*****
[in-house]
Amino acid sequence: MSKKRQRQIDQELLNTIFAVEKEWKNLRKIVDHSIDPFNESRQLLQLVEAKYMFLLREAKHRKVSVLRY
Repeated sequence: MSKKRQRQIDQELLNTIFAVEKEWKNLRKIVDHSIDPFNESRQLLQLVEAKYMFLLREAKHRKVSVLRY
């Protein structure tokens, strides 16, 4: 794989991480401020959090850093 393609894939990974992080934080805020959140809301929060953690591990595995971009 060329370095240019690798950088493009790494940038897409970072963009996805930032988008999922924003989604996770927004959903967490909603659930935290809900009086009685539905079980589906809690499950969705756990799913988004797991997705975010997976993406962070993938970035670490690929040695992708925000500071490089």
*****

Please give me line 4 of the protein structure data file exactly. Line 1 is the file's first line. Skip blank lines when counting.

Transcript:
């Protein structure tokens, strides 16, 4: 794989991480401020959090850093 393609894939990974992080934080805020959140809301929060953690591990595995971009 060329370095240019690798950088493009790494940038897409970072963009996805930032988008999922924003989604996770927004959903967490909603659930935290809900009086009685539905079980589906809690499950969705756990799913988004797991997705975010997976993406962070993938970035670490690929040695992708925000500071490089």